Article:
“The one major event that the NHL can fully brag their success is the 'NHL Winter Classic'." Claiming New Year’s as their own, the NHL’s outdoor spectacular is popular fans and non-fans alike.
It takes the game back to its roots, taking it outside into the snow and ice. Anyone who grew up in America’s Midwest and North can tell you the emotions of the winter season. It’s a harsh environment to play in but it can be so fun. Playing outside in the winter was fun for many reasons…snowball fights, snowmen, sled rides, and making snow angels. Right up there is skating on a frozen pond. Some of my fondest memories were getting new skates and sticks on Christmas morning then getting the neighborhood kids to play a big outdoor game on Christmas afternoon. We’d play for hours with snow banks in place of boards and homemade nets the target for goals.
The Winter Classic is a one of a kind event. Or should I say, was a one of a kind. This winter will find 5 NHL games scheduled outdoors. On New Year’s day in Ann Arbor, Michigan, upwards of 110,000 fans will jam into “The Big House.” Michigan Stadium is the venue where the University of Michigan Wolverines play NCAA football. Original 6 clubs, the Detroit Red Wings and the Toronto Maple Leafs will add another chapter to their long-time rivalry that day. It will set an all-time hockey attendance record.
There will be a second rink at the Detroit Tigers' Comerica Park in Motown. This will be the site for a Red Wings, Maple Leafs Alumni game, as well as hosting college hockey, junior, and minor league games during the NHL’s hockey festival. It should be a lot of fun everyone, whether attending in person or watching from home.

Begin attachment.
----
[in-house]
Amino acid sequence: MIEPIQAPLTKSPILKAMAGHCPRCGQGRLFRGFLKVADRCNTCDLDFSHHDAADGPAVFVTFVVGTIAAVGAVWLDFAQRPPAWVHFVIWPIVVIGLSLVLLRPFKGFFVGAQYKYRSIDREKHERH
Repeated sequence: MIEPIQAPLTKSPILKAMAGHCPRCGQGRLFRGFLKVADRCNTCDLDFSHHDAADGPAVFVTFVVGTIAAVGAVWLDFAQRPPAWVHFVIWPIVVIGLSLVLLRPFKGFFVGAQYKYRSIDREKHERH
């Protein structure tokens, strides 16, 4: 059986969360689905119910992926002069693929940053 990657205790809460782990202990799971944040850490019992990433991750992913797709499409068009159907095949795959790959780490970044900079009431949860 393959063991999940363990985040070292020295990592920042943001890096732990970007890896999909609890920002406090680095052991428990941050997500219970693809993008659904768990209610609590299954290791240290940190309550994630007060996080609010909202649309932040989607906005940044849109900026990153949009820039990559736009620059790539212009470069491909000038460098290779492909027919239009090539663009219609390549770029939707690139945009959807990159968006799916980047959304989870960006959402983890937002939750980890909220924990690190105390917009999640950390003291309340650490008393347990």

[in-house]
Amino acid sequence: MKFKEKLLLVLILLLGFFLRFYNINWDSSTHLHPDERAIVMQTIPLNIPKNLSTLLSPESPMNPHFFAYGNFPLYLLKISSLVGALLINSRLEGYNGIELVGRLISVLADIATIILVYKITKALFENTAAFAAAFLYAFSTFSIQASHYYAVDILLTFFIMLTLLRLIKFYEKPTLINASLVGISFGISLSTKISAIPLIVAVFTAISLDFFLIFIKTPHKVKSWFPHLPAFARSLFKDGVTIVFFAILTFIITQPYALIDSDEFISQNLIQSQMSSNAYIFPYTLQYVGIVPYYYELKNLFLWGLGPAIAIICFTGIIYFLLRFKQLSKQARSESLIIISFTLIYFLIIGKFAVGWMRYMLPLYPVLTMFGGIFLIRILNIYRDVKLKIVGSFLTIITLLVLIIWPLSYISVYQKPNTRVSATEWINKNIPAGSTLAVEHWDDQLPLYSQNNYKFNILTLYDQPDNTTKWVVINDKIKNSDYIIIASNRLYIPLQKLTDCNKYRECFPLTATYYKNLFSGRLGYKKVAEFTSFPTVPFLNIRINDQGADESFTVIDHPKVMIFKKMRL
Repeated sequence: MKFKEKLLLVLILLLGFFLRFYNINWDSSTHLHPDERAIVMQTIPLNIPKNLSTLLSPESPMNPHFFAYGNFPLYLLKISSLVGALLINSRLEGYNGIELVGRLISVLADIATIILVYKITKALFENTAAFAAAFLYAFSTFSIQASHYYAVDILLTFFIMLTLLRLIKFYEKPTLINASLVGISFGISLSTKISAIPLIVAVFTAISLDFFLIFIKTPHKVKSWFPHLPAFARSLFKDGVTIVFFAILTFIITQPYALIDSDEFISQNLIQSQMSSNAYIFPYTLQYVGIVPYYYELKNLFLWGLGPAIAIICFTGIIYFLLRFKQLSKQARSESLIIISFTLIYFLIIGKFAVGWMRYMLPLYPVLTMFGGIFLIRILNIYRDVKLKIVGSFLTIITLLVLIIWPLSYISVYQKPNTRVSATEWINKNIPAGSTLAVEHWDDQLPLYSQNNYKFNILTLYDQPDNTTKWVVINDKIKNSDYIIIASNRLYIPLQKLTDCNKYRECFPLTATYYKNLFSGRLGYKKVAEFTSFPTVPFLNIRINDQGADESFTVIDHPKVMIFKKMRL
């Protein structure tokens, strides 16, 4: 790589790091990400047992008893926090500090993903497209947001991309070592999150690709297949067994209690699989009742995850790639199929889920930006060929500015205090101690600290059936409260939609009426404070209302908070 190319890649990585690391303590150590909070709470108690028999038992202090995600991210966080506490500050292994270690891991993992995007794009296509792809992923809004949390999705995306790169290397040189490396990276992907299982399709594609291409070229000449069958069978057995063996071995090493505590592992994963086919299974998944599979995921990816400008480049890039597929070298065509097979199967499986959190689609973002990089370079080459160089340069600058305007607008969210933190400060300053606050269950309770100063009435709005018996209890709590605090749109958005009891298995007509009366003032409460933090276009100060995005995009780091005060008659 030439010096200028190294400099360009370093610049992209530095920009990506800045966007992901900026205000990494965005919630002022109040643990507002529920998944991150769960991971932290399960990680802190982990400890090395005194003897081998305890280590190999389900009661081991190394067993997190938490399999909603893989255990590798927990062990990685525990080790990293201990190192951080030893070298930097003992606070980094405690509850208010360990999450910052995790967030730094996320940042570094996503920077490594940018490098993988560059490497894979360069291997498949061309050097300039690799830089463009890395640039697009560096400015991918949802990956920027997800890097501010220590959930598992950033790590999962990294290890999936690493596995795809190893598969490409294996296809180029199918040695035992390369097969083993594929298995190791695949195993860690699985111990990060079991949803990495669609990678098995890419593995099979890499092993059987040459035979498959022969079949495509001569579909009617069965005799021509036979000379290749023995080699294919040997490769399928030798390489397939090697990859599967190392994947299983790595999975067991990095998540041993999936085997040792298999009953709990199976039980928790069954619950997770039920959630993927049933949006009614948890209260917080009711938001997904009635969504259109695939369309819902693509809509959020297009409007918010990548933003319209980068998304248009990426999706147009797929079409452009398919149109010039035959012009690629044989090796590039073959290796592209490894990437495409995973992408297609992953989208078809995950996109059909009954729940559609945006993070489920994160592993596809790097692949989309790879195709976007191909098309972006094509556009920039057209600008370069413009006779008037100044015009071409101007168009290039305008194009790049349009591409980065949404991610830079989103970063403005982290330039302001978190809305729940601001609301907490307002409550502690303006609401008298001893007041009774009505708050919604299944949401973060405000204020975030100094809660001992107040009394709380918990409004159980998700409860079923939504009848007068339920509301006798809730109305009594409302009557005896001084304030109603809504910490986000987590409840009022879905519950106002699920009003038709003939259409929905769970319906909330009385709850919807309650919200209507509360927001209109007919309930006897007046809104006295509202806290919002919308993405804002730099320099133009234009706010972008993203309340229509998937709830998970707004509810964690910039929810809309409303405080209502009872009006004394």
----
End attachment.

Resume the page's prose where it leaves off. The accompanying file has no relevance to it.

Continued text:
Four other NHL games are scheduled. The Kings and Ducks will meet at Dodger Stadium on January 25th. This will be a big test building a rink with good ice in a warm weather climate. If it is a success you may see outdoor games in Texas, Arizona, Florida, and Northern California in the coming seasons.
Yankee Stadium will be the site for two games in the Big Apple. The Rangers and Devils square off on January 26th. Three days later, the Rangers will square off against their rival NY Islanders. I’m sure the setting will be stunning. It’s hockey in the House that Ruth Built.
On March 1st, Chicago gets into the act. The Blackhawks will host the Penguins at historic Soldier Field. The very next day BC Place will stage the Ottawa Senators/Vancouver Canucks game.
Is this too much too soon? Perhaps. Is the NHL watering down a signature event? Maybe. But equally important is that more fans at more outdoor events with more viewers is good for hockey and good for the NHL. Stretching these events into more venues could be tempting the gods of weather. What if the ice is unplayable in Southern California? What if the winds are too strong in Chicago? What if it rains in Vancouver? All are valid questions and if so, the NHL outdoor brand could be damaged. Let’s hope the weather cooperates and that fans and non-fans have the appetite for more than just the New Year’s game. I, for one, am looking forward to these events.
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